Once you’ve appointed a copywriter for your project, the next step is to create the copywriting brief. It’s the one document you cannot do without. A clear and detailed brief will enable your copywriter to deliver writing that meets your expectations.
What is a copywriting brief?
A copywriting brief has everything your copywriter needs to know about your project. The brief contains instructions outlining what you expect of your copywriter and the goals you want to achieve with the project. It has all the background information necessary to steer your project in the right direction.
To help your copywriter create winning content, you need to outline your requirements and expectations clearly in the brief.
Who writes the copywriting brief?
The person in charge of the project usually prepares the copywriting brief. This could be the creative director, project manager, brand manager, marketing manager, or lead editor.
Why is a tight copywriting brief so important?
It’s all about good communication. A copywriting brief is there to make your life (and your copywriter’s) easier. By letting your copywriter know exactly what you want, your copywriter will be able to create copy that is specific and relevant to your business needs.
A tight brief helps your copywriter to get it right in a shorter amount of time, saving everybody time and money.
How does a copywriting brief benefit you?
It aligns the project with your goals. A brief helps you to articulate your goals to your copywriter. What are you trying to accomplish most with your project? Is it to build up web traffic, increase click-through-rates, boost sales, generate awareness or introduce a new product or service? Specifying your goal ensures your copywriter is committed to the same goal.
It keeps you focused. A copywriting brief helps to keep both you and your copywriter on the right track. Use the brief to set out your target market, specify the message you want to deliver, lay down the tone of voice to use and describe what the desired response should be.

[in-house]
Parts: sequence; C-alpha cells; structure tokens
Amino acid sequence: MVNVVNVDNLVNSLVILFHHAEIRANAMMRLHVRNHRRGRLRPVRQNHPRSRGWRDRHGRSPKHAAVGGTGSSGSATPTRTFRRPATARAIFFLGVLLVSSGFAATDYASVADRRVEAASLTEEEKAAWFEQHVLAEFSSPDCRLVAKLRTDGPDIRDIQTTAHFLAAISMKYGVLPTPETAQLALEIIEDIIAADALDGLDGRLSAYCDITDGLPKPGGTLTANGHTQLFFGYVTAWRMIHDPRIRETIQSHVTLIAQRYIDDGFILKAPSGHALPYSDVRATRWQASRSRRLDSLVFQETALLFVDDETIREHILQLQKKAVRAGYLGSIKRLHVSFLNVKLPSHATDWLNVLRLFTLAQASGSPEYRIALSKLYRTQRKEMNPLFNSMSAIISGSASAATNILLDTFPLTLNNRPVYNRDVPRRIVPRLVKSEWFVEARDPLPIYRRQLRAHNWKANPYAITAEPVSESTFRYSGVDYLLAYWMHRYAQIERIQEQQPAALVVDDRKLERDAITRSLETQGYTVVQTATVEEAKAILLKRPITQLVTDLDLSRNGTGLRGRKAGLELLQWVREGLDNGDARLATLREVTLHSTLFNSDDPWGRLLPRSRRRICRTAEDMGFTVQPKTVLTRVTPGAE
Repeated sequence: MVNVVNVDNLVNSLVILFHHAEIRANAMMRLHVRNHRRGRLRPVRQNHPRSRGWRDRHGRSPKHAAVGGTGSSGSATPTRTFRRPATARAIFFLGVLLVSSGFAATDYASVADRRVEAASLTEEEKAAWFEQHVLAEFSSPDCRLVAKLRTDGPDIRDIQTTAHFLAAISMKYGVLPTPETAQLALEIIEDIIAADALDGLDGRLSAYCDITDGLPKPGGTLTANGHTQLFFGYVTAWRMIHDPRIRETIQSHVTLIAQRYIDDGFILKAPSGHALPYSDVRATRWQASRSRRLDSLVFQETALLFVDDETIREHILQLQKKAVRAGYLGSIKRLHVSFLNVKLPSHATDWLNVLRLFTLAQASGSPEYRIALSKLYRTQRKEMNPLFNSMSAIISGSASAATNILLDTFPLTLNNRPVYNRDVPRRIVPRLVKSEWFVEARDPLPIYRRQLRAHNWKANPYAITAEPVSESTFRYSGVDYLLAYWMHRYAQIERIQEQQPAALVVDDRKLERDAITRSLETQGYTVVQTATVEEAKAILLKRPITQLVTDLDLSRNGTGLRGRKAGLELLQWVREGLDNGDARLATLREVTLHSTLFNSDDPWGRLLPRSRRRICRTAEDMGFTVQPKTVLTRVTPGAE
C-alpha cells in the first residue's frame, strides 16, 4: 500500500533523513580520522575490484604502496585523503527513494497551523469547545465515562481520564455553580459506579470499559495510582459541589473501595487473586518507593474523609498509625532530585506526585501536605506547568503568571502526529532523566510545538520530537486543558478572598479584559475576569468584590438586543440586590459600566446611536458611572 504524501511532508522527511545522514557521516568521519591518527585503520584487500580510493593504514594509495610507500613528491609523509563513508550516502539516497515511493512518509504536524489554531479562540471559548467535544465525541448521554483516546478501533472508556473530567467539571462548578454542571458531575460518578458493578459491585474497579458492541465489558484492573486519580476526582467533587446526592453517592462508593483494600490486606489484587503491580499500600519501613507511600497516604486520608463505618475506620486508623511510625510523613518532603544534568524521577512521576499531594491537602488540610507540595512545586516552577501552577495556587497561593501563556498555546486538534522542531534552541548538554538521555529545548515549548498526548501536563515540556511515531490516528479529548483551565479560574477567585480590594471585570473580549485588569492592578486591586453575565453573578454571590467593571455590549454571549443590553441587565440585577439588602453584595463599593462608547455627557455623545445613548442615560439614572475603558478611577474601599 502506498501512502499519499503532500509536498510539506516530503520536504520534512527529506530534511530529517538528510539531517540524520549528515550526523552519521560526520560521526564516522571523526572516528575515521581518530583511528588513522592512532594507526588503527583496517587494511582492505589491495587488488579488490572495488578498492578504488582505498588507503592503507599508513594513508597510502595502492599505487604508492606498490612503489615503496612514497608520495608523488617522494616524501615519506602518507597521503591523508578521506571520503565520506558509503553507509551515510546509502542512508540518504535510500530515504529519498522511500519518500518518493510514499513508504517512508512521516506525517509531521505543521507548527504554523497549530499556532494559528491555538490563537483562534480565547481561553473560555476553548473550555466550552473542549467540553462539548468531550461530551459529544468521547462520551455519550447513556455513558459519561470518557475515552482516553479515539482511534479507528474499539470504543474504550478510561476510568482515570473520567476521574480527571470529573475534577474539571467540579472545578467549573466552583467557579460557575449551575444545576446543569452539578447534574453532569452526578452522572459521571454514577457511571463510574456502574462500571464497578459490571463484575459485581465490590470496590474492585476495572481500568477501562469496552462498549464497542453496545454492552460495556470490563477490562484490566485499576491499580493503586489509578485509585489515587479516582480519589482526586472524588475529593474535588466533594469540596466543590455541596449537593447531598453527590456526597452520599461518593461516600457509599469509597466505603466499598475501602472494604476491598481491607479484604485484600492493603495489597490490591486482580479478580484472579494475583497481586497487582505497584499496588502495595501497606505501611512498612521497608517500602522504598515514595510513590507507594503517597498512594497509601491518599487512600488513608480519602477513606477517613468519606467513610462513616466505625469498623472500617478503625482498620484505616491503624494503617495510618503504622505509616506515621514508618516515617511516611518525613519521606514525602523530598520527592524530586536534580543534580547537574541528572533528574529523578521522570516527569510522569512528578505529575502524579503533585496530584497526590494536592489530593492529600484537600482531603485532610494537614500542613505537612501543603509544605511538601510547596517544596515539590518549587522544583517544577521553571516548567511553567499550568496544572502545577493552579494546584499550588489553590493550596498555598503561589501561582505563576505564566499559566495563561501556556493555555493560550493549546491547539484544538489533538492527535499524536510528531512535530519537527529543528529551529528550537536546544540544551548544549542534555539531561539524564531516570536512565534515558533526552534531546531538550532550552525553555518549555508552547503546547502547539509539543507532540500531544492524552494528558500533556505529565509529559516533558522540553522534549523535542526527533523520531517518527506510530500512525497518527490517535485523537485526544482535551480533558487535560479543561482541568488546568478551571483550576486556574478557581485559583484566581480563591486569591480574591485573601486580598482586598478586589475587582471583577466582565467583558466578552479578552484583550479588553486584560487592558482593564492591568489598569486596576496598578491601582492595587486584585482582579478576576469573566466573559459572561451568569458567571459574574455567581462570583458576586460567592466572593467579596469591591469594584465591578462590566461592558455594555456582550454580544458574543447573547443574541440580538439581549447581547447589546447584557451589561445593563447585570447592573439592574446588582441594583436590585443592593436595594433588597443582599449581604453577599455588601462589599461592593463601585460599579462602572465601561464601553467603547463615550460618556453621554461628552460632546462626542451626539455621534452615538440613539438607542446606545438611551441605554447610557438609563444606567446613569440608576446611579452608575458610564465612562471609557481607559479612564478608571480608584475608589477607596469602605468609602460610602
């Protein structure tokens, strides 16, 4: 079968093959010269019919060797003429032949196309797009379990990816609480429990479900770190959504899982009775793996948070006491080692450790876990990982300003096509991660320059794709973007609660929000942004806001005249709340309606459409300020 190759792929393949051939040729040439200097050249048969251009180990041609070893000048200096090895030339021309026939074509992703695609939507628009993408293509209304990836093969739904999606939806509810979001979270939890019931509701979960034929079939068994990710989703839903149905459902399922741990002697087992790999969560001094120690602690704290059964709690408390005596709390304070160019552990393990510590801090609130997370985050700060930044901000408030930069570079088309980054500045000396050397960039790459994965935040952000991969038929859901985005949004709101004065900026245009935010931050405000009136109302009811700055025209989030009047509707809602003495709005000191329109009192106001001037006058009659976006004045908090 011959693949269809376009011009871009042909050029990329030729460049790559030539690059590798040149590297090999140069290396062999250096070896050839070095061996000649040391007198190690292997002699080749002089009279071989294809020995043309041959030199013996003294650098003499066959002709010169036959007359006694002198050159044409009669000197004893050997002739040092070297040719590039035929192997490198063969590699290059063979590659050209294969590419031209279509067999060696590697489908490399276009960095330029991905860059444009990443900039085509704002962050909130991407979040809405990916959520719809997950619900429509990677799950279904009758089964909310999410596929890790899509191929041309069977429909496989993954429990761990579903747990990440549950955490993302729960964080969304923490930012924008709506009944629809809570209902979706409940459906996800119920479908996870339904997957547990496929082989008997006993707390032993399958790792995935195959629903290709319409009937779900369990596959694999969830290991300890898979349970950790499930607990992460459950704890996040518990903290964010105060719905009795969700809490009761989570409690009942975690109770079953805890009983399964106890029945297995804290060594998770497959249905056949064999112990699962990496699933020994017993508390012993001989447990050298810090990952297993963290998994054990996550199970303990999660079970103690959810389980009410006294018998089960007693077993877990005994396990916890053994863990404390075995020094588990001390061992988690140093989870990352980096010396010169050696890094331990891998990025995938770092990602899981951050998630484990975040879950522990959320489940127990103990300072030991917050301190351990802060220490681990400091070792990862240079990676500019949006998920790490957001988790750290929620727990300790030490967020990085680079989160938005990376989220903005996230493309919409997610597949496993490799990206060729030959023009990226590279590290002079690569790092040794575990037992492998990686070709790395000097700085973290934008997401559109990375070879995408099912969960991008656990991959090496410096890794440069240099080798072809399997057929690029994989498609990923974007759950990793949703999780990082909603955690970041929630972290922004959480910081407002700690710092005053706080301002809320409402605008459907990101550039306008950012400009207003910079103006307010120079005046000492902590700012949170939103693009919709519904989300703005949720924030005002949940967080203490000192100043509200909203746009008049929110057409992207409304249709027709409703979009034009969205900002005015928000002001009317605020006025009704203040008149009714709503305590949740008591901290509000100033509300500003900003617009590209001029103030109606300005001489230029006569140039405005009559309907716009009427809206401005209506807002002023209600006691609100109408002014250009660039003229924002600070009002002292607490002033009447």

It sets the deadline. Most copywriting projects are deadline-driven. Not only should a copywriting brief spell out what you expect from your copywriter, but it should also specify when you want the copy delivered to you.
It reduces the risk of rewrites. You want a copywriter who “gets it”. A tight brief will help your copywriter to nail the writing in a less amount of time. Time is not wasted on numerous drafts and you get the copy in the style you want.
It reduces the risk of a conflict. The copywriting brief forms the foundation for your relationship with your copywriter. An organized and comprehensive brief sets boundaries and helps your project to proceed smoothly. This reduces the chance of a miscommunication or misunderstanding over what is required of your copywriter.
What if you don’t have a copywriting brief?
For one, it could delay the completion of your project because your copywriter does not have all the information necessary to do a good job. Numerous rewrites could derail your project timeline.
The lack of a tight brief could also lead to less-than-effective copy. You may end up with content that does not communicate your key messages or copy that may not resonate with your audience.
Both you and your copywriter could also end up feeling frustrated. You may feel that you are not getting what you expected while your copywriter may feel it is difficult to deliver results without direction.
A copywriting brief can reduce all these risks.
Invest in a copywriting brief
It may take some time and effort to write a proper brief at the beginning of the project. But this investment is worth your while and the results should speak for themselves.
Coming up next: what goes into the copywriting brief. Stay tuned.
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